In other words, Ireland, now the 18th richest country on earth, would allocate hundreds of millions of euros to countries a lot less well off. This renewed pledge has to be welcomed.
During his visit to New York Cowen also announced his department’s annual aid package to immigrant support groups and aid centers around the United States. This year’s sum was $300,000.
What precise percentage point of Ireland’s current GNP $300,000 amounts to is unclear, but it is fair to say that it is a lot less than 0.7 percent. In fact, its off the radar altogether.
This is not to say that the money is unwelcome or that the roughly $3.6 million donated by successive Irish governments to help immigrants in the U.S. since 1990 is derisory. It was always as well meant as it was, we trust, well spent.
But the world has moved on a lot since 1990 and the needs of that time offer no little clue to the needs of the present.
The government’s own Task Force on Policy Regarding Emigrants has recommended a substantial increase in the U.S. allocation over the next few years. The total, according to the task force, should rise to euro 2 million next year and to euro 6 million by 2005.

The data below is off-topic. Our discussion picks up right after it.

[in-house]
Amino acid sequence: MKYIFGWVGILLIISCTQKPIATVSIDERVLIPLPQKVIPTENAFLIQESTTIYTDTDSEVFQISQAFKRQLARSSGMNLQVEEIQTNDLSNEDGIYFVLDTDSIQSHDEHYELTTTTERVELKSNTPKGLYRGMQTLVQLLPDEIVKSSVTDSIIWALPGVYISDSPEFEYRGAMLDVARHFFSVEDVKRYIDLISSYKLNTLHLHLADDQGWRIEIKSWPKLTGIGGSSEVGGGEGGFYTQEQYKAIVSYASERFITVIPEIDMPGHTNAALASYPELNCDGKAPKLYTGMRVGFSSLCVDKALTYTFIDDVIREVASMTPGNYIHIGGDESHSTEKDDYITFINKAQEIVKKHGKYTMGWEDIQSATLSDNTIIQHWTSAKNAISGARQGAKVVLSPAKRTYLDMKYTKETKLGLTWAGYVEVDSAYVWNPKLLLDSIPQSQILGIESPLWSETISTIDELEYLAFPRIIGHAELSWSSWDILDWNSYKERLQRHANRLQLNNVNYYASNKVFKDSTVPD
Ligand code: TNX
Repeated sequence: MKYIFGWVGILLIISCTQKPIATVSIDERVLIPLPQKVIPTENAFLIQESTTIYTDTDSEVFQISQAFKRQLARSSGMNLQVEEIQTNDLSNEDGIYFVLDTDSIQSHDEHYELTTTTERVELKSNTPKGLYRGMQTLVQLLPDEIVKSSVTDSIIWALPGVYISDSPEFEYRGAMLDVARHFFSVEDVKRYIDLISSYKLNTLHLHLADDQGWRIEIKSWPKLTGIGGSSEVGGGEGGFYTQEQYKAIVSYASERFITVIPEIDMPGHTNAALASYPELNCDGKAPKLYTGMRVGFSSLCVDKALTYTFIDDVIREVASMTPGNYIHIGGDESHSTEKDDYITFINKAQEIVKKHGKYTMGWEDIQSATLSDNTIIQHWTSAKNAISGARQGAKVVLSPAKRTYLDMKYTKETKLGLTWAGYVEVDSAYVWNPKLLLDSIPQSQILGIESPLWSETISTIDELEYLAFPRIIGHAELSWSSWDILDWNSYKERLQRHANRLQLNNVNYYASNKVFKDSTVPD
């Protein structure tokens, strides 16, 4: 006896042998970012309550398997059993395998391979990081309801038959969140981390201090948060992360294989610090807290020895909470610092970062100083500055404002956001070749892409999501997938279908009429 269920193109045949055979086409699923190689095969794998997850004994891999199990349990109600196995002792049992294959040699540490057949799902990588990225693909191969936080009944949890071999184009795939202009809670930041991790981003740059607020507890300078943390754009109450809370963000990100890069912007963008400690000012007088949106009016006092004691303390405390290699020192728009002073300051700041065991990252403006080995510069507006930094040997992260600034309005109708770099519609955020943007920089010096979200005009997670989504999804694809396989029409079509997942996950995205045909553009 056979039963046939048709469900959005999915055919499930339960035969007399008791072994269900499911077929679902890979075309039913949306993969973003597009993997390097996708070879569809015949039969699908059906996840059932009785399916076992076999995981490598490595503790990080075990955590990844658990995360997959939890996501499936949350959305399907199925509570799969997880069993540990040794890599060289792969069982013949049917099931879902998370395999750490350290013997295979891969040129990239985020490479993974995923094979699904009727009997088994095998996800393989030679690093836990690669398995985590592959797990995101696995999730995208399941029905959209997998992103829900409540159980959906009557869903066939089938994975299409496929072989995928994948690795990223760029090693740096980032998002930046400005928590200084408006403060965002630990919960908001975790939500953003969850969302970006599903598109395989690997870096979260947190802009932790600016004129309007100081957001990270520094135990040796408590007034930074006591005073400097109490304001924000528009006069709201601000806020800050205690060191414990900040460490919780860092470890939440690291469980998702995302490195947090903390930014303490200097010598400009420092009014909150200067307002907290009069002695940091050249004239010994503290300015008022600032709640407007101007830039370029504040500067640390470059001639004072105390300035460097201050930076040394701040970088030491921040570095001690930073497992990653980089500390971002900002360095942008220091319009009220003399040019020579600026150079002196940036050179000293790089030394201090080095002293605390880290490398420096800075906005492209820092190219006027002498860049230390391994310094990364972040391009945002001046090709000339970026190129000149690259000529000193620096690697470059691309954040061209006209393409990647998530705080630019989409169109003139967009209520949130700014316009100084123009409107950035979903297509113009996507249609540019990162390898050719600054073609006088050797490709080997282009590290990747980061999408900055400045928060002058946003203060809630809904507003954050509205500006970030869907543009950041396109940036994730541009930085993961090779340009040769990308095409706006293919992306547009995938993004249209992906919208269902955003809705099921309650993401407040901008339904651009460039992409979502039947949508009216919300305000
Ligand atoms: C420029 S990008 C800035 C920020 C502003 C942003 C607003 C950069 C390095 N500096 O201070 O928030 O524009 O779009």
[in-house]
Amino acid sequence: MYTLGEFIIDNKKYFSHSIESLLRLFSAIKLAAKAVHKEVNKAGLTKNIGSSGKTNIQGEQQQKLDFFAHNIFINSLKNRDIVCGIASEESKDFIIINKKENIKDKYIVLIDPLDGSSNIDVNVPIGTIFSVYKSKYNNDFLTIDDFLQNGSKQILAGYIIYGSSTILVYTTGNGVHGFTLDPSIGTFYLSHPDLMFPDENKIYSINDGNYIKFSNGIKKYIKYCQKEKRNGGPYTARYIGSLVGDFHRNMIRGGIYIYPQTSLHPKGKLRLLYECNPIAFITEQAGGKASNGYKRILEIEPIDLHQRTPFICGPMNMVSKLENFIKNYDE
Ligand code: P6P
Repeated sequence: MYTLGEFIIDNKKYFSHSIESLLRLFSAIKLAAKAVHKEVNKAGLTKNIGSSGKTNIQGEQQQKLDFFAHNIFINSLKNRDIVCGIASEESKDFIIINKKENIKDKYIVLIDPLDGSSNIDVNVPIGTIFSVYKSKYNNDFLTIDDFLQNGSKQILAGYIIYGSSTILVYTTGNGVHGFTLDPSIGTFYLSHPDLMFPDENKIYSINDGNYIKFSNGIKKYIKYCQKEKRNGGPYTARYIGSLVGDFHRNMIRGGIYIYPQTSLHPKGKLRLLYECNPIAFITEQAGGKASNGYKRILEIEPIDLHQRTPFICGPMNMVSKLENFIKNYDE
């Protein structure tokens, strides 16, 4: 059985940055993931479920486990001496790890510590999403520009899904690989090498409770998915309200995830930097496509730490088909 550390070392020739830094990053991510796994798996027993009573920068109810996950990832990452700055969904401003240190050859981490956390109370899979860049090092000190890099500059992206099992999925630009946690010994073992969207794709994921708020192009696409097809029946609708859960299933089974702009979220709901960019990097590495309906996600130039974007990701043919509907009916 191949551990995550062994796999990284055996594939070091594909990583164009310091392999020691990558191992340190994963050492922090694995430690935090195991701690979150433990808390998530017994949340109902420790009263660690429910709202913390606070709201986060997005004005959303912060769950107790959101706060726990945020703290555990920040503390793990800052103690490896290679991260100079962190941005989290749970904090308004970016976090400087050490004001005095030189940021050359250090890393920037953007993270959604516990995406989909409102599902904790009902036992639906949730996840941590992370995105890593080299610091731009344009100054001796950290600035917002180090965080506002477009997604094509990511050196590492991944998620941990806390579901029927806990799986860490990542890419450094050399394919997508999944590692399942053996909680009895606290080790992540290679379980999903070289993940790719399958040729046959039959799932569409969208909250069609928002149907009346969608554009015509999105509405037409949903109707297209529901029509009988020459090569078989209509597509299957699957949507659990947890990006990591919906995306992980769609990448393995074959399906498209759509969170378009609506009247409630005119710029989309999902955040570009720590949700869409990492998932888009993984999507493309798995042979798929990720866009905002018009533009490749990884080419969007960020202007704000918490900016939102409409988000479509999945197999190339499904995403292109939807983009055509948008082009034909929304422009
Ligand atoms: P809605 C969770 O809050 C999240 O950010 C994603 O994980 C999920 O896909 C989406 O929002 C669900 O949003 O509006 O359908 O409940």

This are low-ball figures. In fact, the task force was thinking in even higher terms but decided that it would take time for capacity in the voluntary sector to expand enough to absorb the higher volumes of cash. Hence the more restrained cash recommendation.
The situation for Irish immigrants in the U.S. differs greatly from other popular emigrant destinations, most notably Britain and Australia.
Here, a disproportionate number of Irish immigrants are undocumented and are, in many cases, denied access to the kind of financial, legal, and welfare resources that are taken for granted by citizens or legal permanent residents.
Caught in a squeeze play between tougher immigration laws and growing attachments to their adopted homeland, these undocumented Irish will, over time, inevitably become more dependent on the services of the Irish centers.
Those centers will not be able to provide sufficient services with grants that in some cases fall short of the salary of one employee.
The Irish government should quickly embrace and put into effect the financial aid recommendations contained in the task force report.